This view is entirely compatible with the recent introduction of ISO 30401:2018, the ISO Management Systems standard for Knowledge Management, which treats KM exactly the same way that ISO treats quality management or asset management, and which defines KM as "management with regard to knowledge".

The value of treating KM as a management discipline

The first great value of treating KM as "one among equals" - as another component of good management discipline - is that you can then place it within the same governance framework as you do the other disciplines. You can position it in the same structures and expectations. You can review it using the same review processes (the stage reviews of the project management framework, for example, or the Plan/Do/Measure/Learn cycle). You can audit it as you do any other management discipline. In other words, you can embed it easily within "normal work".

Maybe that's a pragmatists approach rather than a theorists or idealists approach, but if you are looking to embed KM in your organisation, you will find that this is an approach that works.

The second great value of treating KM as "one among equals" is that it gives you an analogy for the practical issues of implementation and sustaining KM. You can look at the closest analogue discipline that is already embedded in your organisation, and ask

  • "How did we implement this?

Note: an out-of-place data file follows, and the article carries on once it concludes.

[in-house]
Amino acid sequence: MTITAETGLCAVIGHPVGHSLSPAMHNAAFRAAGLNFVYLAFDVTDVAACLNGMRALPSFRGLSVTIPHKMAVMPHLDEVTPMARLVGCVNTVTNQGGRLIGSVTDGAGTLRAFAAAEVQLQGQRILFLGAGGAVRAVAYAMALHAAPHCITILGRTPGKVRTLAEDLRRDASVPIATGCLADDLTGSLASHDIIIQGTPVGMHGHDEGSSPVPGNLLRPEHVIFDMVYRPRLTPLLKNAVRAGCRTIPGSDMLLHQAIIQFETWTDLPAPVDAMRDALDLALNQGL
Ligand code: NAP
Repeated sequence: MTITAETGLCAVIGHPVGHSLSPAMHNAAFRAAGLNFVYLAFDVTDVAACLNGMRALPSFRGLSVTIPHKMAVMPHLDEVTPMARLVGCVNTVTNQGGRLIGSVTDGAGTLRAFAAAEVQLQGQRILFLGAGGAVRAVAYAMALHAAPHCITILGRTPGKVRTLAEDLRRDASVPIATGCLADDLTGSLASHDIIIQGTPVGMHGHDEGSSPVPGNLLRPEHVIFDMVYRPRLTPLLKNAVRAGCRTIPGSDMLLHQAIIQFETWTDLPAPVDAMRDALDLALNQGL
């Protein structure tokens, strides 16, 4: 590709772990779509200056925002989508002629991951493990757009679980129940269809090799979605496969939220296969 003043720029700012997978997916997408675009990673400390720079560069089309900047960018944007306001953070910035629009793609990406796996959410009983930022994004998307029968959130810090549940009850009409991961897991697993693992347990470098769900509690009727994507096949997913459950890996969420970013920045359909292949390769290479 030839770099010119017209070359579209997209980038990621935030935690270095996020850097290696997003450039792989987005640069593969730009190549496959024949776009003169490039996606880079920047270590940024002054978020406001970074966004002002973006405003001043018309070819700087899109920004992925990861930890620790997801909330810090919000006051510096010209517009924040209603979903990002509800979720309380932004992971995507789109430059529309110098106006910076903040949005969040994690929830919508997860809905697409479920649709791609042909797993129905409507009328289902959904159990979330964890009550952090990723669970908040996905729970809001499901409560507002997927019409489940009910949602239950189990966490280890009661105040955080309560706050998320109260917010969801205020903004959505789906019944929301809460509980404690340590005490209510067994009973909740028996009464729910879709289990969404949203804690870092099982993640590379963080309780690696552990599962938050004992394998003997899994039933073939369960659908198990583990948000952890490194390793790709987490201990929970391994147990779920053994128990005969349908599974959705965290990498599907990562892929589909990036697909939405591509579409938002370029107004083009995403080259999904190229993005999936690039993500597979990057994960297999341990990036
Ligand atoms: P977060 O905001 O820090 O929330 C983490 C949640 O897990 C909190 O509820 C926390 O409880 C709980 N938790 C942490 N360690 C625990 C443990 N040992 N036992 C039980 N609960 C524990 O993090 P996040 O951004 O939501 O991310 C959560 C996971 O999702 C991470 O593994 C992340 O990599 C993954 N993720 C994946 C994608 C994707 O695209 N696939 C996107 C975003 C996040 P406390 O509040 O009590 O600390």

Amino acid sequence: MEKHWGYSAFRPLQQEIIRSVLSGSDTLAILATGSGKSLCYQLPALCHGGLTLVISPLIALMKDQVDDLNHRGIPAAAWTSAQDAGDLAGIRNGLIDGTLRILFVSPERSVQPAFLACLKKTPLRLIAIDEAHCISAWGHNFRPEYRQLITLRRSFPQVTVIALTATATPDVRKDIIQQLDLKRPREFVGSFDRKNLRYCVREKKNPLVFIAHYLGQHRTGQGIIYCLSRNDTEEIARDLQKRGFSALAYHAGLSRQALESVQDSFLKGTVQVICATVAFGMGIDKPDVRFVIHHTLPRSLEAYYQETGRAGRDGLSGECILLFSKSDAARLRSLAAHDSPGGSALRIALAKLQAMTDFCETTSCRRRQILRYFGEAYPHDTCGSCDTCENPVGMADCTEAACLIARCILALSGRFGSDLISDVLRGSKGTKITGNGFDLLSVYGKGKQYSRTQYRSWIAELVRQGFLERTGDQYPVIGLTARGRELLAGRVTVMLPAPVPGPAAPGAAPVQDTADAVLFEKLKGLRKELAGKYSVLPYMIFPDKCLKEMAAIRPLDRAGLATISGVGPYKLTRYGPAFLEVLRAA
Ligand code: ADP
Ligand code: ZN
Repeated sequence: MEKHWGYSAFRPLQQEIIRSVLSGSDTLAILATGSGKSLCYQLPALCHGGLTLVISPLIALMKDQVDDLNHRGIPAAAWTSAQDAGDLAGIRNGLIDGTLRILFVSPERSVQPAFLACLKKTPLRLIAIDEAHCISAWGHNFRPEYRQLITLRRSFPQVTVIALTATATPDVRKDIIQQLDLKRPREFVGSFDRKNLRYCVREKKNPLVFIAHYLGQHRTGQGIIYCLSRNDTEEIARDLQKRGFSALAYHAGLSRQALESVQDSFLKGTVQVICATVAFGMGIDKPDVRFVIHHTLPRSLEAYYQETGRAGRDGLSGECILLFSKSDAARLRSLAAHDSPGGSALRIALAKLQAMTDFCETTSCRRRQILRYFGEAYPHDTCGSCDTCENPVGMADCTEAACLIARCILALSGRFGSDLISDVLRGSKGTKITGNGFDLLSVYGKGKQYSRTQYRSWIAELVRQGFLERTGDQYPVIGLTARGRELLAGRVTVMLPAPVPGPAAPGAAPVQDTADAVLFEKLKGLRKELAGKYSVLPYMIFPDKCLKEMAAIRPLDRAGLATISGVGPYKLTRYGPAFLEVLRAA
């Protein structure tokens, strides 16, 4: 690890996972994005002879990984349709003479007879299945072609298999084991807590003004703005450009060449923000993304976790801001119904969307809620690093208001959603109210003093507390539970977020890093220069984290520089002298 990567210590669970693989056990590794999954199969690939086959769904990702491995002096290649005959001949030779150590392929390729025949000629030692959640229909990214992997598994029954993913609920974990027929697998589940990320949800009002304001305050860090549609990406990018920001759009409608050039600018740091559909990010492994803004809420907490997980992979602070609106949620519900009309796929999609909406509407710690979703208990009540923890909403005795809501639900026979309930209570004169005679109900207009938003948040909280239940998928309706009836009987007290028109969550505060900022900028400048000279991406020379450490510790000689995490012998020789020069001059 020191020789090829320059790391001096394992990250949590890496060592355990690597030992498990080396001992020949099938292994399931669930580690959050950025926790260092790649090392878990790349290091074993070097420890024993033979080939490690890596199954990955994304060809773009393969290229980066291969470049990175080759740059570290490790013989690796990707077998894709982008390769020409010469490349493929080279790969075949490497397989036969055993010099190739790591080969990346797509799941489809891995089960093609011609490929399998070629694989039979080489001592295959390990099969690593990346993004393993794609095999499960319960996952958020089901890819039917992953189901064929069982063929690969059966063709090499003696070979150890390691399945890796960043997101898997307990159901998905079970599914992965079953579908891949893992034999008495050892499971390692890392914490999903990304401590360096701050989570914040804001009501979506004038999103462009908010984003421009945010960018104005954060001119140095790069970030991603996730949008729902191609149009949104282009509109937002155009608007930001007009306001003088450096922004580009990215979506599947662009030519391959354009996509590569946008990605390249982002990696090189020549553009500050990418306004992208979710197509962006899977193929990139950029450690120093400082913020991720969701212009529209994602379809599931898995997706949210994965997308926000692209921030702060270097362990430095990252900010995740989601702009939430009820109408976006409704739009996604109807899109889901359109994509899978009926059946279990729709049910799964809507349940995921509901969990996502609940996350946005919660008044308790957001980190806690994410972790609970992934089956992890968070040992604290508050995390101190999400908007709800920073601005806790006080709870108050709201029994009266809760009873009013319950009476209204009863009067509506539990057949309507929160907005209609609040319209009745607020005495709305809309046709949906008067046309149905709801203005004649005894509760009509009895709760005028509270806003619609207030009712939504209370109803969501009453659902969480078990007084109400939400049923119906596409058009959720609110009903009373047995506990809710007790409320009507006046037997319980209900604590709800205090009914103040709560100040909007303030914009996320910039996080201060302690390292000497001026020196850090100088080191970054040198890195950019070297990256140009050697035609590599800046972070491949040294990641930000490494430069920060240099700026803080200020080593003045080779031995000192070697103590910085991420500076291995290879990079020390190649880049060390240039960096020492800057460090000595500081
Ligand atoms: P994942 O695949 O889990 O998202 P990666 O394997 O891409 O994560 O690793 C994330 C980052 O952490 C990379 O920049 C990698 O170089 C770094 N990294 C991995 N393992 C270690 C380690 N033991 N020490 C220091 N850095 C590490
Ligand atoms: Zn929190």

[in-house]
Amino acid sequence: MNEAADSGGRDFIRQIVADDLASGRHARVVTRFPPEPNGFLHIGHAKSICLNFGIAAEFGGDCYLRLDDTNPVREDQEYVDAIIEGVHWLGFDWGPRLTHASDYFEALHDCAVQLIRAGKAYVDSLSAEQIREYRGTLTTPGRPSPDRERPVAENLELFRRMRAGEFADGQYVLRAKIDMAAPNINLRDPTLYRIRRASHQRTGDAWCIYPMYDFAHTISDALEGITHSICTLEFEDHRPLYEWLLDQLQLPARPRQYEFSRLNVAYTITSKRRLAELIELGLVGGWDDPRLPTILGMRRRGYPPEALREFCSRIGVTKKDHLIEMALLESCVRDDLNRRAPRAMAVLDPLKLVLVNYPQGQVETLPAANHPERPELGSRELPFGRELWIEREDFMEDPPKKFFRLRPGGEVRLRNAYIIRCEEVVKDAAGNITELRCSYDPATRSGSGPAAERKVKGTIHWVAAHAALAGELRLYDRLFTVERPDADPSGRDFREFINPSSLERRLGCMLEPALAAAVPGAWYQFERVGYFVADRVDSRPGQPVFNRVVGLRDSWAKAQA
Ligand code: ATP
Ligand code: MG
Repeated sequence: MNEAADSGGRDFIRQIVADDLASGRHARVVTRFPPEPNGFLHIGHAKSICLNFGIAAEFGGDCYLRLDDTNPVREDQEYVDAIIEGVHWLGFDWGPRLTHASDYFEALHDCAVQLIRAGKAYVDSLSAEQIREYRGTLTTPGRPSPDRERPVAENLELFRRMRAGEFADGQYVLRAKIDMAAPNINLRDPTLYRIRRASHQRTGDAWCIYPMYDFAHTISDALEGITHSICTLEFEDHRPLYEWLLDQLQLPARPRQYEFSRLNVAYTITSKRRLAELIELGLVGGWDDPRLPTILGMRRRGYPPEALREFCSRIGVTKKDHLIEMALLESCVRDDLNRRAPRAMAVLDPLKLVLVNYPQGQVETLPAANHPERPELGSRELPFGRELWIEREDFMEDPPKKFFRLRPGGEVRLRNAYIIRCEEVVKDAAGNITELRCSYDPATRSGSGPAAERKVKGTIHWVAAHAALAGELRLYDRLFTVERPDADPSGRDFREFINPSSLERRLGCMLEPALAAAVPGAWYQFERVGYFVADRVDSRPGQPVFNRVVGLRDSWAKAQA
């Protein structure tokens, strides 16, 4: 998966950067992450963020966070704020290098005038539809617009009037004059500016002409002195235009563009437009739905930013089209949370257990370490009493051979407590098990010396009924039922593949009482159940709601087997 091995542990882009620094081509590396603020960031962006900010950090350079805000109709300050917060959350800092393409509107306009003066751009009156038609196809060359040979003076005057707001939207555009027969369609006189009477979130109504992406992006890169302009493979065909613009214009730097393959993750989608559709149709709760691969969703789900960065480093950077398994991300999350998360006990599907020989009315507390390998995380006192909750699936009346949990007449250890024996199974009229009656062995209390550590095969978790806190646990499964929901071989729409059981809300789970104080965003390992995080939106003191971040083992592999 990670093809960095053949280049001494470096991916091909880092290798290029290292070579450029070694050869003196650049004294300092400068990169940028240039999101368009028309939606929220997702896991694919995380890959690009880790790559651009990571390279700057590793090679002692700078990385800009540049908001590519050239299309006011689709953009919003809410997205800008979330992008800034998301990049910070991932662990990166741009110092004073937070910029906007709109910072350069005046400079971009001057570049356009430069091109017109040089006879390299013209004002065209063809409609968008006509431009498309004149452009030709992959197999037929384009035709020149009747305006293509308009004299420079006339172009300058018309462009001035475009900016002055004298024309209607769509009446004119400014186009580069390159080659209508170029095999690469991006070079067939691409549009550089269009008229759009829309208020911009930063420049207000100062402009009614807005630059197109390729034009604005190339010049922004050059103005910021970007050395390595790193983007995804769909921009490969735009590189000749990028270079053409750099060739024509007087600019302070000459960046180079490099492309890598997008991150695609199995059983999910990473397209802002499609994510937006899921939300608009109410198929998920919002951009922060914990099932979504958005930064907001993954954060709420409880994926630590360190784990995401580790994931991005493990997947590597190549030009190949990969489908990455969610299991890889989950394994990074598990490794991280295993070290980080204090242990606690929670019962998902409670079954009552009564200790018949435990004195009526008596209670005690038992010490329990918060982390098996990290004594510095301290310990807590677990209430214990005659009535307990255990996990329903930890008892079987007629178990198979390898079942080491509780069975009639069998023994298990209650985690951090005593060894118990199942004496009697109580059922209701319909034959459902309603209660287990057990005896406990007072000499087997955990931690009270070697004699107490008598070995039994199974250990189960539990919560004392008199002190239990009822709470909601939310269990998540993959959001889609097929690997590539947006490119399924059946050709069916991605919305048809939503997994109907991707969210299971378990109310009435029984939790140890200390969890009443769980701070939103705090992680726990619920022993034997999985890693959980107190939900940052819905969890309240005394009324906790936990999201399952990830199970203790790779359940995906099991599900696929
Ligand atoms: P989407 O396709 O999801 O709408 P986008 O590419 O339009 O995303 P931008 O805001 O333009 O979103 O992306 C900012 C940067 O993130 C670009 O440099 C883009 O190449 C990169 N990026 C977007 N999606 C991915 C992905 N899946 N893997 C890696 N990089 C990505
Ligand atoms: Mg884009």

• What lessons can we derive about implementing such a discipline? 
  • How are we sustaining this? 
  • What lessons are there for sustaining KM?"

Probably the closest analogue disciplines for KM are safety management and risk management. Both of these disciplines are not about the management of tangibles - neither safety nor risk are things you can pick up, weigh and put in your pocket - but more about how you manage your organisation so that safety and risk are given priority, and so that people's safety behaviours and risk behaviours change.

So if your organisation has, in the past, successfully introduced risk management and safety management, then you should be greatly heartened as a knowledge manager, as KM can then follow a proven implementation path.

Treat KM as just another management discipline, and you will find this gives you so many models and analogues to help you.